Can Anything Be Done About Judgments in Georgia Bankruptcy Case Filings?

27 Aug Can Anything Be Done About Judgments in Georgia Bankruptcy Case Filings?

Will it do any good to file a bankruptcy if a a judgment has already been entered against you? Despite the misinformation you may hear, you may absolutely file a bankruptcy after a judgment has been entered. In fact, filing a bankruptcy following a judgment will create an automatic stay prohibiting the judgment creditor from taking any action to collect that judgment. “Any action” includes phone calls, wage garnishments, bank account levies, or placement of liens.

However, simply filing a bankruptcy as a response to a judgment may not be enough. In Georgia, where I practice, a court issued judgment functions as a lien against everything you own – including personal property, real property, and your future income (wages).

In a bankruptcy context, I deal with judgment liens by filing a Motion to Avoid Lien pursuant to Section 522 of the Bankruptcy Code. When granted, a “522 Motion” strips away the judgment lien, and transforming the resulting debt from a secured debt to an unsecured debt.  The Motion to Avoid Judgment Lien procedure is part of the Bankruptcy Code, meaning that these 522 Motions may be filed in bankruptcy cases in States other than Georgia.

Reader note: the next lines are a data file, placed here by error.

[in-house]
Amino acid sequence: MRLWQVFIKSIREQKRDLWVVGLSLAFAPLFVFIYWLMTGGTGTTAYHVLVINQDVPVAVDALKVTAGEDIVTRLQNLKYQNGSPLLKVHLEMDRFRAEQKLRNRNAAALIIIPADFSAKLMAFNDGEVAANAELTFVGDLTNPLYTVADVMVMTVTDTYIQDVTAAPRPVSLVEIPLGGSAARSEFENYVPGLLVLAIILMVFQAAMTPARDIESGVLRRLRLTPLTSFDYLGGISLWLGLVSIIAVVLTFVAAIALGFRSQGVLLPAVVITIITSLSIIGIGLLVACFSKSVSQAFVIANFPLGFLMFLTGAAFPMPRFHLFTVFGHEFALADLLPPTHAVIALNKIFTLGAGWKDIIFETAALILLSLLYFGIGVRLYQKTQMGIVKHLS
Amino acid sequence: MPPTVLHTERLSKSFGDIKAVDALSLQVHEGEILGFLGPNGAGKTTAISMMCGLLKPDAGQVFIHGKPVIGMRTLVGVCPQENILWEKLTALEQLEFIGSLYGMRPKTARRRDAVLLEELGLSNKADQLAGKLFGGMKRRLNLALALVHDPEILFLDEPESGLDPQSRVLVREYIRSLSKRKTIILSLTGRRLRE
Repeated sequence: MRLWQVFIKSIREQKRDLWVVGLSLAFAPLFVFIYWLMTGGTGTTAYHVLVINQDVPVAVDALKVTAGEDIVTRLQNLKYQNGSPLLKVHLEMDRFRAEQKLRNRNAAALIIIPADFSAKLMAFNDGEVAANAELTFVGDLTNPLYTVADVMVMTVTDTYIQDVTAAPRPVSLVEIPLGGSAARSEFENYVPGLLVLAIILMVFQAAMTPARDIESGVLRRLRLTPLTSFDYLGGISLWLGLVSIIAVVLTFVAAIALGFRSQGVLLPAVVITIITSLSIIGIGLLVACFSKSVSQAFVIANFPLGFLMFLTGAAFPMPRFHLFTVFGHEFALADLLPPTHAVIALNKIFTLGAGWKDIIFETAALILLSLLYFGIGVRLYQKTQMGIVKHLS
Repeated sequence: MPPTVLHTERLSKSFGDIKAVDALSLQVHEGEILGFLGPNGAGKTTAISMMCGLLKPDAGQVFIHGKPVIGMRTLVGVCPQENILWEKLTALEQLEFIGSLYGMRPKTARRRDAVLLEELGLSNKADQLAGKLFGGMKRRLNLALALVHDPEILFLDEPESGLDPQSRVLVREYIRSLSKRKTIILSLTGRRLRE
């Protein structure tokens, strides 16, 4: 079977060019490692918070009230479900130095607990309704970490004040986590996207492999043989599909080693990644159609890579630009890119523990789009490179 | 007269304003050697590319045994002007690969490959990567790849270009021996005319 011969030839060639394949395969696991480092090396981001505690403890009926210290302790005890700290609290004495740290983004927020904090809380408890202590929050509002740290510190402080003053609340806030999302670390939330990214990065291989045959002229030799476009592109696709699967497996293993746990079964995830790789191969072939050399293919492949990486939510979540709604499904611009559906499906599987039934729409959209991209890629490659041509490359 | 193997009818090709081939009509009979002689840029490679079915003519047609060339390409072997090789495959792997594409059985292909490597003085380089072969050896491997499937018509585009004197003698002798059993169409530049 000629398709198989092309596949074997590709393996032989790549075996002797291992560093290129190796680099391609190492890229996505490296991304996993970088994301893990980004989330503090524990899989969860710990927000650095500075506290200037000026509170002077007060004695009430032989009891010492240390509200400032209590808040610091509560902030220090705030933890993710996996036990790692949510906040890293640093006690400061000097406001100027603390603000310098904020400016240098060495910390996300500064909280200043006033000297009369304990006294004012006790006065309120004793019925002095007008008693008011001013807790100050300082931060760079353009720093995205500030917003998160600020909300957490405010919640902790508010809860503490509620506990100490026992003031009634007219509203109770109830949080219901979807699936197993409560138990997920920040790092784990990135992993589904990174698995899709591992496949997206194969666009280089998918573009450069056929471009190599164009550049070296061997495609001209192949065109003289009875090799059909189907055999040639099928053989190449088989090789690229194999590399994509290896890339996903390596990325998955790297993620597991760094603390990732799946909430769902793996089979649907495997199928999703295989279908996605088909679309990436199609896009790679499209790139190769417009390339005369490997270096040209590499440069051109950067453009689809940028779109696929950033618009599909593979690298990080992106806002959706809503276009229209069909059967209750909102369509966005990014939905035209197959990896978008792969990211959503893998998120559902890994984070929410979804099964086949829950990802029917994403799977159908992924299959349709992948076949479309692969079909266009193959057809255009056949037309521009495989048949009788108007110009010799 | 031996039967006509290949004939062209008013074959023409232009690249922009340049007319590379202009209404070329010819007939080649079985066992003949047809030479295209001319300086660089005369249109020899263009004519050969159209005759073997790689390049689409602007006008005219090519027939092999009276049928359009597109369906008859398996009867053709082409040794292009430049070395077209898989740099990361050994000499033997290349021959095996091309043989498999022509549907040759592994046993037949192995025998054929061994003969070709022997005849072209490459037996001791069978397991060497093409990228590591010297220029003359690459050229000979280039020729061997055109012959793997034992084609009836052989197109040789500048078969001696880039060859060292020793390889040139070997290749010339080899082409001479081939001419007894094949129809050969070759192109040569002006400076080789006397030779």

If, for example, you had a judgment lien in the amount of $20,000, and you filed a Chapter 13, the $20,000 would be considered a secured debt and would be set up by the Chapter 13 trustee to be paid in full under the plan. If you filed a Motion to Avoid Lien and stripped away the judgment, that $20,000 secured debt would become an unsecured debt. If your plan called for payment of unsecured debts at 50 cents on the dollar, that $20,000 debt would become a $10,000 debt instantly.

I have filed several Chapter 13 cases where the dividend to unsecured creditors was 5% or 10%. In those cases, that $20,000 debt would turn into $1,000 or $2,000.

Motions to Avoid Judgment liens may also be filed in Chapter 7 cases, where they have similar utility of stripping away a judgment lien that would otherwise survive a Chapter 7 discharge (although the lien might not be fully enforceable post discharge).

Filing a Motion to Avoid Judicial Lien can be tricky, especially in the Northern District of Georgia, where I practice. Several of the judges here have their own forms and rules for filing these Motions so your lawyer needs to be familiar with the specific practice of the judge assigned to your case.

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Jonathan Ginsberg, Esq.

I represent individuals in Chapter 7 and Chapter 13 cases filed in the Northern District of Georgia, which includes Atlanta, Newnan, Gainesville and Rome. I publish several informative web sites, including and an Atlanta bankruptcy blog, Please mention Bankruptcy Law Network when you call.
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